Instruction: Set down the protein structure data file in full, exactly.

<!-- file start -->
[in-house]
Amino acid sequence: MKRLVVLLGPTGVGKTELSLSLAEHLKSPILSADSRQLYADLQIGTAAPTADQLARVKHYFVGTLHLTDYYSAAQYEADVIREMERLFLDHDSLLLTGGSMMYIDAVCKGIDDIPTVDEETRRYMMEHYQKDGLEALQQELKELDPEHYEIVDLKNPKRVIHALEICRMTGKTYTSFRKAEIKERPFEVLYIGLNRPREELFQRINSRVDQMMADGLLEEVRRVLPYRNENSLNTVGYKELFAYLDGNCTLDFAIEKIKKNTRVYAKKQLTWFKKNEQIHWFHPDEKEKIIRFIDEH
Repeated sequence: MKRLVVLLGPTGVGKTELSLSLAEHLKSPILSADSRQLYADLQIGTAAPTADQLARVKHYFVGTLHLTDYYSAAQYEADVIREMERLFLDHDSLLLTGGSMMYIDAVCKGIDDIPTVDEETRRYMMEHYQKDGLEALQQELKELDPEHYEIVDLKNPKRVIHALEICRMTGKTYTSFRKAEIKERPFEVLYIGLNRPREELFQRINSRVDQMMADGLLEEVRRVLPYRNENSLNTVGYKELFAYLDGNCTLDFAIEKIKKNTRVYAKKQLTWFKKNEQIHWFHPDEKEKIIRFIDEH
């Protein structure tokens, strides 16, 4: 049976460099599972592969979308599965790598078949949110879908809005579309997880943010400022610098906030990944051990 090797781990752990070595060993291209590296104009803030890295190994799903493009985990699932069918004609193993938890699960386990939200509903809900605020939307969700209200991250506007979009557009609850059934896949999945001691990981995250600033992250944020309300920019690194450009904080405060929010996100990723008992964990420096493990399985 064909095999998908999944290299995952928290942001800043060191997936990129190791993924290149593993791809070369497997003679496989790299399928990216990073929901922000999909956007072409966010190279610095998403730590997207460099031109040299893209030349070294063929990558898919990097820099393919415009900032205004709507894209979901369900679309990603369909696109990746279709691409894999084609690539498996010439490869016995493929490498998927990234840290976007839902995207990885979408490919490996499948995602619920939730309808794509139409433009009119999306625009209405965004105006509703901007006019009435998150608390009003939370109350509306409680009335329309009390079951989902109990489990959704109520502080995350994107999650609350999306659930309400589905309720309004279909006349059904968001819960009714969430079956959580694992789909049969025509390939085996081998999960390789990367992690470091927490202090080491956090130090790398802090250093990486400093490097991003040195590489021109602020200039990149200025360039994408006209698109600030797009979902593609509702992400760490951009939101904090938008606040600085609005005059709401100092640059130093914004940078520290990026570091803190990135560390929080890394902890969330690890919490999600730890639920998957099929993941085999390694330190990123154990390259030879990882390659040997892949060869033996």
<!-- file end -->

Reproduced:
[in-house]
Amino acid sequence: MKRLVVLLGPTGVGKTELSLSLAEHLKSPILSADSRQLYADLQIGTAAPTADQLARVKHYFVGTLHLTDYYSAAQYEADVIREMERLFLDHDSLLLTGGSMMYIDAVCKGIDDIPTVDEETRRYMMEHYQKDGLEALQQELKELDPEHYEIVDLKNPKRVIHALEICRMTGKTYTSFRKAEIKERPFEVLYIGLNRPREELFQRINSRVDQMMADGLLEEVRRVLPYRNENSLNTVGYKELFAYLDGNCTLDFAIEKIKKNTRVYAKKQLTWFKKNEQIHWFHPDEKEKIIRFIDEH
Repeated sequence: MKRLVVLLGPTGVGKTELSLSLAEHLKSPILSADSRQLYADLQIGTAAPTADQLARVKHYFVGTLHLTDYYSAAQYEADVIREMERLFLDHDSLLLTGGSMMYIDAVCKGIDDIPTVDEETRRYMMEHYQKDGLEALQQELKELDPEHYEIVDLKNPKRVIHALEICRMTGKTYTSFRKAEIKERPFEVLYIGLNRPREELFQRINSRVDQMMADGLLEEVRRVLPYRNENSLNTVGYKELFAYLDGNCTLDFAIEKIKKNTRVYAKKQLTWFKKNEQIHWFHPDEKEKIIRFIDEH
């Protein structure tokens, strides 16, 4: 049976460099599972592969979308599965790598078949949110879908809005579309997880943010400022610098906030990944051990 090797781990752990070595060993291209590296104009803030890295190994799903493009985990699932069918004609193993938890699960386990939200509903809900605020939307969700209200991250506007979009557009609850059934896949999945001691990981995250600033992250944020309300920019690194450009904080405060929010996100990723008992964990420096493990399985 064909095999998908999944290299995952928290942001800043060191997936990129190791993924290149593993791809070369497997003679496989790299399928990216990073929901922000999909956007072409966010190279610095998403730590997207460099031109040299893209030349070294063929990558898919990097820099393919415009900032205004709507894209979901369900679309990603369909696109990746279709691409894999084609690539498996010439490869016995493929490498998927990234840290976007839902995207990885979408490919490996499948995602619920939730309808794509139409433009009119999306625009209405965004105006509703901007006019009435998150608390009003939370109350509306409680009335329309009390079951989902109990489990959704109520502080995350994107999650609350999306659930309400589905309720309004279909006349059904968001819960009714969430079956959580694992789909049969025509390939085996081998999960390789990367992690470091927490202090080491956090130090790398802090250093990486400093490097991003040195590489021109602020200039990149200025360039994408006209698109600030797009979902593609509702992400760490951009939101904090938008606040600085609005005059709401100092640059130093914004940078520290990026570091803190990135560390929080890394902890969330690890919490999600730890639920998957099929993941085999390694330190990123154990390259030879990882390659040997892949060869033996």